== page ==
ACEDB data update 1-15 to 1-21 and code 1-10

Tue Aug 3 19:20:41 EST 1993

ACEDB data update 1-15 to 1-21 and code 1-10

We are sending this list to all those who have asked to be on our
mailing lists, plus all those who have installed ACEDB using the
automatic INSTALL script.  We have eliminated all exact duplicates,
but some of you may have received more than one copy, in which case
please excuse us.

This is a major data release for the C. elegans database.  There are
also a number of code improvements since 1_9, but we are planning a
more significant code release for the next release.

Ftp the correct tar.Z files and our INSTALL script in the ACEDB
main directory and type INSTALL. The details are explained at the
end of this letter.

We know that we have let the C elegans database run nearly 6 months
out of date.  We apologize for not distributing data regularly, and
have now a lot of new data, including the new CGC genetic map and the
seuqencing project cosmids as at the worm meeting.

The files in this update are compatible with the previous versions
of ACEDB.  In order to make the new genetic map, we have worked in
Cambridge with a slightly different data format that allows us to
represent properly the map data that was sent in earlier this year.
We plan to make a new release 2-1 in the next month or two which
will use the new data structures.

There 7 new update files.
1-15	new genetic map, including estimated accuracies
	new genetic map data, in old form (see above)
	new gene data, and gene names
	physical map 28/6/93
	bibliography up to around March 1993
	gazette and worm meeting titles and authors up to wm93
	changes to other minor classes
1-16	text for all gazette articles up to wbg12.1 (Setember 1991),
		(thanks to WCS for allowing us to take this data)
1-17	new DNA sequences, including all the cosmids referred to
		at the worm meeting.
1-18, 1-19, 1-20, 1-21 annotations for sequences

The gazette article text is stored under the "Abstract" tag.  You
can search it all for any component word by setting the "Long
Search" option on the main window before starting a text search.
This will take a little longer than a standard text search, since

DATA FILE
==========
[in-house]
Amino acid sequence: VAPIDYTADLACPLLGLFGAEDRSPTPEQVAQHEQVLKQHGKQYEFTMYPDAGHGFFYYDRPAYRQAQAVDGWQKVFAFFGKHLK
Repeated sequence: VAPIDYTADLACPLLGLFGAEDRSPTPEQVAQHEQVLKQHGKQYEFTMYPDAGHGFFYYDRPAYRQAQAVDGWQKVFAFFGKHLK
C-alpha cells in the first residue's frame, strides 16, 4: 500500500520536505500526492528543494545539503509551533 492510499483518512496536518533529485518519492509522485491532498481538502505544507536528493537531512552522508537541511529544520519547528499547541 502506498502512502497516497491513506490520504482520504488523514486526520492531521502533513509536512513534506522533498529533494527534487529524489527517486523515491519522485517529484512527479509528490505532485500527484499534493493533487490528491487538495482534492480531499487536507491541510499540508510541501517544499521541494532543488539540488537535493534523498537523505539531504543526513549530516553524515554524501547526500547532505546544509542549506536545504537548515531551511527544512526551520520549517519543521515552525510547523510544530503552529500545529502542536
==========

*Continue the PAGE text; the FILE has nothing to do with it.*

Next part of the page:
the abstracts must be read in from disk.

When loading this data you will be asked what size to increase the
database to.  Reply 90000 (ninety thousand).  This takes 90Mb
of disk space.

We realise that the sequence annotations are very bulky.  Most of
the reason is that we are storing the complete results of a BLASTX
database search for all the cosmids and cdna sequences.  This
includes the name and title of all matching protein sequences, as
well as scores and offsets.  We plan to change this structure
before the next release, which will shrink the size of the whole
database significantly.

Acedb has now been ported several new Unix platforms, Sun-Solaris,
HP, PC-486 running LINUX, DEC-alpha, Convex etc. The complete list
is in wmake directory. It becomes however impossible to test
everything on every machine, so, in case of problem, please  contact
mieg at kaa.cnrs-mop.fr 

The code has evolved in several directions.

-Fonts and Printer:
You can now choose your fonts and drive a color laser printer by
editing the self documented files wspec/xfonts.wrm and

-Subclass mechanism:
You can construct subclasses, which can be used in queries and from
the main menu, by editing wspec/subclasses.wrm

You can now ask for say all authors with first letter m to z by typing
'> m' (greater than m) in the main window.  You can also search the
items in the LongText class by using the 'Long Search' button.

In addition 2 new interfaces, contributed by Gary Aochi of
LBL-Berkeley, will help you retrieve data. 'Query by examples' follows
a simple 'fill-the-blanks' paradigm. It is available from the main
menu. Query builder helps you write complex queries, it is available
as a button in the query window.